Unveil hidden malicious processes with Falco in cloud-native environments

By Kaizhe Huang - APRIL 13, 2021


Detecting malicious processes is already complicated in cloud-native environments, as without the proper tools they are black boxes. It becomes even more complicated if those malicious processes are hidden.

A malware using open source tools to evade detection has been reported. The open source project used by the malware is libprocesshider, a tool created by Sysdig’s former chief architect Gianluca.

The libprocesshider tool can hide a process exploiting Linux’s library preloading technique. Through overwriting the key function readdir() provided in libc via a malicious shared library, tools commonly used to monitor processes, like ps or top, will be blinded.

In this article, we’ll dig into how this hiding processes scenario can be applied to containers and Kubernetes clusters. We’ll also cover how Falco can detect and mitigate these attacks.

Hiding a process inside a container

For this example, we’ll use libprocesshider to hide a non-malicious process, sleep.

In order to do that, we first edit processhidder.c and set the process_to_filter constant:

 * Every process with this name will be excluded
static const char* process_to_filter = "sleep";

Then, we compile the malicious C code as a shared library.

Next, we add it to /etc/ld.so.preload.

This config file defines a list of additional, user-specified, ELF-shared libraries to be loaded before all others. It is a powerful tool that can be used to selectively override functions in other shared libraries.

This is how the sleep process usually looks when listed by ps:

We can see the sleep process running with the PID 1182.

This is how it looks after the malicious library is added to /etc/ld.so.preload:

The sleep process is gone.

The same thing happens when using top:

However, the process is still alive. It is just not visible in the readdir() function which monitoring tools like ps or top depend on.

We could find the sleep process in the /proc file system, which contains the container’s system runtime information:

Another thing to note is that tampering with /etc/ld.so.preload within the container doesn’t impact the process view from the host:

Calling docker top from the host still shows the process running inside the container.

The PID that we are seeing is the one assigned in the host level process namespace. (i.e., tail had PID 1 within the container).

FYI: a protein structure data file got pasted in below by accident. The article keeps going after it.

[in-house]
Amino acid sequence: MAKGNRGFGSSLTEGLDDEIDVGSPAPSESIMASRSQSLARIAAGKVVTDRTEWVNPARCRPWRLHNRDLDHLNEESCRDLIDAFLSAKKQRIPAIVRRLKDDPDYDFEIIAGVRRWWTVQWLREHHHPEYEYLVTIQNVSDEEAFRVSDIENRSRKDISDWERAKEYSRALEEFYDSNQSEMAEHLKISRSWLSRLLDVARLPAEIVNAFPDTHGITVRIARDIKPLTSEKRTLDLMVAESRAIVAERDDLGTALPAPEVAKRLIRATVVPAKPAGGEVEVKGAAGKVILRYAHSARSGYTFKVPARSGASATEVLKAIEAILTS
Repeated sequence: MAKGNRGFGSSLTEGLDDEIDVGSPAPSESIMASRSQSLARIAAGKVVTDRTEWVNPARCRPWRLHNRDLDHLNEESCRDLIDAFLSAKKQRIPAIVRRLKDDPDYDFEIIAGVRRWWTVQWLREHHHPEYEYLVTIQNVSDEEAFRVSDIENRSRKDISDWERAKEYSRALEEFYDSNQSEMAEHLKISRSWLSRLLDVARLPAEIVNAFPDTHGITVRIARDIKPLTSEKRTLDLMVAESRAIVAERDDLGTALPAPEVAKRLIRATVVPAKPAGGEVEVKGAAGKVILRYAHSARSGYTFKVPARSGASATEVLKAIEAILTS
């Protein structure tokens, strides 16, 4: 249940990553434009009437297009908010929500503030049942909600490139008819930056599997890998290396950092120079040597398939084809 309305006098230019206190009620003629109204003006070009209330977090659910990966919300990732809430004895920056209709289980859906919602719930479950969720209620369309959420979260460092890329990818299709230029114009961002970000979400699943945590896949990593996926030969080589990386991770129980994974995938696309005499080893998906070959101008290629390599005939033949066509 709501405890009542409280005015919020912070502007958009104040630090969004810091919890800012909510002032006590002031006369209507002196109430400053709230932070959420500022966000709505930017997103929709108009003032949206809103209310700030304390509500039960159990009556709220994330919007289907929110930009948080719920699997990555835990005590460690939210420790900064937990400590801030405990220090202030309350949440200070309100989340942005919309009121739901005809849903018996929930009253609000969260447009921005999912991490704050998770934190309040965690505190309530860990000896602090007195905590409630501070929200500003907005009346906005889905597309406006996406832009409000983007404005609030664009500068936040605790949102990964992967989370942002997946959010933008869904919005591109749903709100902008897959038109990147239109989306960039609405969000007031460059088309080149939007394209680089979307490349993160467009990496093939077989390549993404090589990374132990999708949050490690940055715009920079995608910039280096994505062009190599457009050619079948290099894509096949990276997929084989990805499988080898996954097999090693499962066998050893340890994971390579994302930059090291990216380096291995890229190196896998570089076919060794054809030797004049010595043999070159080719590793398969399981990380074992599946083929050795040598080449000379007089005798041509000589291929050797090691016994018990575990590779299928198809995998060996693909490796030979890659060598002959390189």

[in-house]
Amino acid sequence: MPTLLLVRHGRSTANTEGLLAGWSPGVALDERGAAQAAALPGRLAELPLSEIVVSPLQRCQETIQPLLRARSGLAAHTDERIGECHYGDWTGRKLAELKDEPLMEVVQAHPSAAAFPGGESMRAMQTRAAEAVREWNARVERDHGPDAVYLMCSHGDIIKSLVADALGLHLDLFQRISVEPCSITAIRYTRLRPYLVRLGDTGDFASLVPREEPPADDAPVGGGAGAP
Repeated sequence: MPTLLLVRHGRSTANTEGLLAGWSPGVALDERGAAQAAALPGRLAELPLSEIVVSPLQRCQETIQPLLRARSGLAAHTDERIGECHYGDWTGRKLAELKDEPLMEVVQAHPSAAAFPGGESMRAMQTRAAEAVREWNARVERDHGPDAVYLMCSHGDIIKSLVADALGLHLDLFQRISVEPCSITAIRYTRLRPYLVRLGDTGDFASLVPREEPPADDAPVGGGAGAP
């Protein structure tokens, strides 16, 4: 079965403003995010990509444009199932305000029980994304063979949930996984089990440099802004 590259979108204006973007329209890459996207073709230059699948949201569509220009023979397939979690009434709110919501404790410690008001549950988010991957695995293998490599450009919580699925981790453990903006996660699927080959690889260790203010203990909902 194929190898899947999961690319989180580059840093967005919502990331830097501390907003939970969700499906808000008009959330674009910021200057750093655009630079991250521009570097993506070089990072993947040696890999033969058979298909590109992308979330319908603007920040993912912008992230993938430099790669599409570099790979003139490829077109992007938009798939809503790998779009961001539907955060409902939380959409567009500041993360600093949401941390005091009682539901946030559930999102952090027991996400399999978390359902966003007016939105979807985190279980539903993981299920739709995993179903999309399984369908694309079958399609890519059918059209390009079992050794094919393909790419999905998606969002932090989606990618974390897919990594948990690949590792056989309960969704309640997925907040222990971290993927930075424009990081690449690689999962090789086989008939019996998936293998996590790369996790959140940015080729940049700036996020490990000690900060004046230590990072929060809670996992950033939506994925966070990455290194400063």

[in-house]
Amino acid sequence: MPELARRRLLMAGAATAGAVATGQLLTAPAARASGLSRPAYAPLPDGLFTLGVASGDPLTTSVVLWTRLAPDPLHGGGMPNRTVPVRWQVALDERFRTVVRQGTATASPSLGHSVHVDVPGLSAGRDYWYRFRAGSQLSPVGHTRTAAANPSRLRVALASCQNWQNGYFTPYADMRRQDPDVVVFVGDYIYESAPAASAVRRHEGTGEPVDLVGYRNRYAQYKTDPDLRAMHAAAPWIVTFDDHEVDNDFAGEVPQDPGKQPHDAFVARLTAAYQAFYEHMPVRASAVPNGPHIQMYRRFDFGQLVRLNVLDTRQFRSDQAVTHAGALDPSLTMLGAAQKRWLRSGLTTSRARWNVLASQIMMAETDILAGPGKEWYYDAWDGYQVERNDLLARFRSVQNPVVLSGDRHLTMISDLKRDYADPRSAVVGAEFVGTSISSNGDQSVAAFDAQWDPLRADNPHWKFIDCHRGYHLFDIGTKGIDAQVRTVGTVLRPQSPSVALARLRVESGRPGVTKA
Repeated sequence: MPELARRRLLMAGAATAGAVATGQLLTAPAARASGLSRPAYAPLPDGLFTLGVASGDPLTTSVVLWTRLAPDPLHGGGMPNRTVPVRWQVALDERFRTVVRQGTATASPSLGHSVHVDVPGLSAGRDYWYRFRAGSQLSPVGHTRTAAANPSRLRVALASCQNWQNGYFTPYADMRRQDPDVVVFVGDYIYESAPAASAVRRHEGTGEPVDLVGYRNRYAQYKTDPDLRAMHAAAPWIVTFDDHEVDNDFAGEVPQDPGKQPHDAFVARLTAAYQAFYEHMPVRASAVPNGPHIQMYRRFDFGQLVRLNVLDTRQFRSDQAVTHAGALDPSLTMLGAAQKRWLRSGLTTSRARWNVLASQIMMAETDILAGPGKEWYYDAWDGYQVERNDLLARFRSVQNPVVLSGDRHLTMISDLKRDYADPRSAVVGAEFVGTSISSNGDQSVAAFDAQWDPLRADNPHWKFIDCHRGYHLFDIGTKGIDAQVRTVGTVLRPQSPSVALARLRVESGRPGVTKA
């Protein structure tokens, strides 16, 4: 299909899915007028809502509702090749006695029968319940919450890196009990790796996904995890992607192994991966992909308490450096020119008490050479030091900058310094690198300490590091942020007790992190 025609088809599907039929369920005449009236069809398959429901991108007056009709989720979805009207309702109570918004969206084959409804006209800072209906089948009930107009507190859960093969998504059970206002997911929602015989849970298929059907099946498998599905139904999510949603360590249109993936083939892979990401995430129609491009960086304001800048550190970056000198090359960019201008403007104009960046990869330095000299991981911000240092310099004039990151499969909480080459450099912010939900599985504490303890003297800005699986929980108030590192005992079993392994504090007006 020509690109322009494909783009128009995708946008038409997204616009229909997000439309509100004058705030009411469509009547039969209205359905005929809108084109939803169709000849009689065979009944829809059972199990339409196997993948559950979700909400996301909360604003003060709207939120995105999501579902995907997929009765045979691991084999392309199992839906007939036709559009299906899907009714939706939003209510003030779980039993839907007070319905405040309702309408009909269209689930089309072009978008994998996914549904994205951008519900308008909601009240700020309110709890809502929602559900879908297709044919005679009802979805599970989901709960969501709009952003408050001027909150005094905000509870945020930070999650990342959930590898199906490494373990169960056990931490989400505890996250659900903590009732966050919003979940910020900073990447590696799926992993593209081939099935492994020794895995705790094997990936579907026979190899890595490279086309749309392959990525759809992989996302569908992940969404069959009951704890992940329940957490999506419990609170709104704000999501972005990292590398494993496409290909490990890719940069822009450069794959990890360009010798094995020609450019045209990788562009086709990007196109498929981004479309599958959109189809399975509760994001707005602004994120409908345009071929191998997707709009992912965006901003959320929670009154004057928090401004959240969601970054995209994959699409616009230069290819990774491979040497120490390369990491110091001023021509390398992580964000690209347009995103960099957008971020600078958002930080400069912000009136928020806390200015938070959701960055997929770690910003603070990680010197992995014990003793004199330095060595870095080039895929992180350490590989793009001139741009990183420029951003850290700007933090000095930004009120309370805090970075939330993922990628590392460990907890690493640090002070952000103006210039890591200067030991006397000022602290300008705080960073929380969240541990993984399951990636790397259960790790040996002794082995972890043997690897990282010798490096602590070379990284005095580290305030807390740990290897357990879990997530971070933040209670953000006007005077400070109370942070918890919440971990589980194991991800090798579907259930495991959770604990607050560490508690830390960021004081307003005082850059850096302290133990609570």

The conclusion we can draw here is that tampering with a container file system doesn’t impact the host (assume there is no host path mounting).

What about Kubernetes?

Hiding a process in a Kubernetes Pod

When using a sidecar to monitor an application container, it is common to enable the shareProcessNamespace feature in a Kubernetes pod. By sharing the process namespace, the application processes are visible from the sidecar container.

Here is a simplified example of how you would set up such a Pod:

apiVersion: v1
kind: Pod
  name: shared
    app: nginx
  shareProcessNamespace: true
  - name: ubuntu
    image: ubuntu
    command: ["sh"]
    args: ["-c", "--", "while true; do top -n 1 -b; sleep 1; done"]
    - name: CONAINER_NAME
      value: ubuntu
  - name: nginx
    image: kaizheh/nginx
    - name: CONAINER_NAME
      value: nginx

The ubuntu Pod is used to monitor the nginx Pod via top:

In a regular scenario, after executing sleep in the nginx pod, we can find it in the ubuntu container’s log:

Now, if an attacker gains access to the nginx Pod and hides a malicious process:

# echo /usr/local/lib/libprocesshider.so >> /etc/ld.so.preload

The sleep process is invisible when running ps in the nginx container. However, it is still visible from the ubuntu container’s perspective:

This is because the ubuntu container has its own libraries, which are different from the ones in the nginx container.

How can we hide the sleep from the ubuntu container?

Due to the containers sharing processes, an attacker can get a lot of information of the ubuntu container by executing ps inside the nginx container. In particular:

root		  6	…	sh -c -- while true; do top -n 1 -b; sleep 1; done

This looks like the entry process for the ubuntu container, with PID 6.

Now, an attacker can infer that ubuntu’s root filesystem is located at /proc/6/root. Then they only need to copy the malicious shared library object to the right place: